A little bit less relevance of information (not even that much, really, SL depreciation has been shown to be a pretty sturdy proxy in general AFAIK) is a small price to pay for a cheap, simple and reliable process. Keep in mind USGAAP also allows the depreciation of cap assets by units of production, which is a halfway-type compromise, but nobody uses it, and there's a reason for that.

 

How would you personally improve on FASB's standards?

 

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Quick 2 minute video of Carl Icahn on CNBC.  Note the CNBC didn't seem to think his point was important.

http://video.cnbc.com/gallery/?video=3000391298&play=1

 

He mentions briefly how there is GAAP and then mgmt often says ignore GAAP here is what I think are real earnings.

 

I completely agree with Icahn and I think many, many mgmt teams basically promote fraudulent earnings.  It is fraud in plain sight.  I read a lot of annuals and the ones where mgmt uses unadjusted GAAP earnings analysis are the exception.  These charges are often ANNUAL Non recurring charges.  Every business on the planet is trying to become more efficient and effective so when a business spends money on restructuring that is normal operations.  It is money out of the pockets of shareholders.  It has really become a disgusting practice in my view so that is why I bring it up here.  Also - if you are basing your Value on these mgmt earnings you may want to recheck your numbers.

 

My favorite example from recent weeks is a social media company symbol MEET.    As I read their disclosures, they are paying something around 10% of their market cap per year to the executives as stock-based compensation, then they very conveniently create a bogus non-GAAP "Adjusted EBITDA" valuation measure that takes out that stock based compensation.    Why is this kind of thing even legal.  It's disgusting and it is theft from shareholders in plain sight.

 

Maybe one way to raise awareness of this problem would be to have a regulation that requires a company that uses a non-GAAP earnings metric to *always* include the GAAP metric side by side.  That way if they use their bogus "Adjusted EBITDA" measure 100 times in a filing, the true GAAP EBITDA will appear 100 times as well, immediately next to the bogus reference.  Retail investors will be more likely to ask questions about how to reconcile the two numbers if they see both side by side many times.  Take away the power of companies to use lies - exclusively - in their public filings. 

 

 

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For some companies, GAAP earnings is a relevant metric. For others, it's next to useless.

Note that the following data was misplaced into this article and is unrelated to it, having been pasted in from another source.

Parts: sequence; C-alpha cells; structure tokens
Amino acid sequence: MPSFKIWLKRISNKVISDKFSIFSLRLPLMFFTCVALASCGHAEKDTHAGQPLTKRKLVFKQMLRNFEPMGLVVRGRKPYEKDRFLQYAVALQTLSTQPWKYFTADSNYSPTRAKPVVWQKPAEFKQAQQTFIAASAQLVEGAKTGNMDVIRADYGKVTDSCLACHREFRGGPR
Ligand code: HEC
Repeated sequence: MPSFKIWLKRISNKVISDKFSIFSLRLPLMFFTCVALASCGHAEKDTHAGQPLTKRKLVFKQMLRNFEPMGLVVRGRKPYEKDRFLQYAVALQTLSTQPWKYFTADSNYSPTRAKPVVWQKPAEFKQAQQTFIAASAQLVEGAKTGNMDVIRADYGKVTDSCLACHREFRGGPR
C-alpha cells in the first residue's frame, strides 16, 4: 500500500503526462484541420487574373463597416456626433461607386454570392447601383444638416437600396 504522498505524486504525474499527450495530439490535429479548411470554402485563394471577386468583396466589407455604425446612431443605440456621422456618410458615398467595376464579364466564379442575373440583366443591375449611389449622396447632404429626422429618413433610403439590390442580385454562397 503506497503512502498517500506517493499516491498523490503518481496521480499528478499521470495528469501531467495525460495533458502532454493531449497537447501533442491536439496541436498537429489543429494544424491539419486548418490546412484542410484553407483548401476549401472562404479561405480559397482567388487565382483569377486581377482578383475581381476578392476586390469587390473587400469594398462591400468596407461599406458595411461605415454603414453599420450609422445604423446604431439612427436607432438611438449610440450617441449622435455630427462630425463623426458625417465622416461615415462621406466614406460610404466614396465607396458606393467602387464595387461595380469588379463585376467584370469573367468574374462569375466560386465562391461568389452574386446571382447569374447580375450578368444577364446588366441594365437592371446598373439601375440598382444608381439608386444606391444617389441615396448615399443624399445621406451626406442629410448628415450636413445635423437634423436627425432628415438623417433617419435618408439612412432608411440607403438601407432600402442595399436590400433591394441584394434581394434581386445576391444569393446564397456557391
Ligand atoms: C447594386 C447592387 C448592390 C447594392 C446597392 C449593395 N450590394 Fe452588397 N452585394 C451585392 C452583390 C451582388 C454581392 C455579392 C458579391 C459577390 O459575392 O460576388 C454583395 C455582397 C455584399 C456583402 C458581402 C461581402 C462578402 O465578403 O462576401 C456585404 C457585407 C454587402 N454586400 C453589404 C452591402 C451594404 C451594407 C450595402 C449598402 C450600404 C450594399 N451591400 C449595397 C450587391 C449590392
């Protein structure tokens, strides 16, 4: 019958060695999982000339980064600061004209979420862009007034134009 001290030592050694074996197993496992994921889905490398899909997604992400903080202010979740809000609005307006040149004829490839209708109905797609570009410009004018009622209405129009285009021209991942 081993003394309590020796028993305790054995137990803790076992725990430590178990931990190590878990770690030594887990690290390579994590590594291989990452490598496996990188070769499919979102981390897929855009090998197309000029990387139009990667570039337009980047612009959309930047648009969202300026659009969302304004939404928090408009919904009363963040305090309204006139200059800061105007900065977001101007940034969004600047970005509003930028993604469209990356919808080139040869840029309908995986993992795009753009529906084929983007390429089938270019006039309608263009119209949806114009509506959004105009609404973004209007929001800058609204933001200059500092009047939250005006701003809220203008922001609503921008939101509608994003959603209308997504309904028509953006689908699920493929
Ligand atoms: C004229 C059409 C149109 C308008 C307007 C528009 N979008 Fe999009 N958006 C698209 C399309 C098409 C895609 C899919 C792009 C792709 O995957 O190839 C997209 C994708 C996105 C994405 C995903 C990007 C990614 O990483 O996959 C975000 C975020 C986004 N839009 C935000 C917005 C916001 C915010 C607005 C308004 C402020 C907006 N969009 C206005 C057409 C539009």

I don't see any problem with management doing a spin job if they want... it's ultimately up to investors to determine how they value a company, and the GAAP numbers are there if that's what they prefer.

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Non GAAP Adjusted EBITDA is definitely one of my pet peeves and one of the most misleading metrics that exists.

 

1) Evaluating a company using EBITDA is ridiculous because D&A are real expenses or rather they reflect real expenses that occurred in the past. Very rarely can a company operate without any capex

 

2) Insane EBITDA adjustments include "pro forma synergy estimates", " restructuring expense (happens every year)", "one time legal / transaction fees", "Management and Consulting Fees" and "executive stock compensation".

 

I used to work for a company owned by private equity (CD&R) and run by ex GE executives and every single quarter end the accounting team would raid the balance sheet for accruals and find addbacks for EBITDA. If you think that publically traded companies manipulate earnings than you should really try to get a hold of PE backed private companies, it is a whole other world.

 

For perspective, the company had a $40M operating loss and $360M of Pro Forma Adjusted EBITDA haha

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Non GAAP Adjusted EBITDA is definitely one of my pet peeves and one of the most misleading metrics that exists.

 

1) Evaluating a company using EBITDA is ridiculous because D&A are real expenses or rather they reflect real expenses that occurred in the past. Very rarely can a company operate without any capex

 

 

What real estate related companies like REITs, developers, etc or companies growing through acquisitions?

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Non GAAP Adjusted EBITDA is definitely one of my pet peeves and one of the most misleading metrics that exists.

 

1) Evaluating a company using EBITDA is ridiculous because D&A are real expenses or rather they reflect real expenses that occurred in the past. Very rarely can a company operate without any capex

 

2) Insane EBITDA adjustments include "pro forma synergy estimates", " restructuring expense (happens every year)", "one time legal / transaction fees", "Management and Consulting Fees" and "executive stock compensation".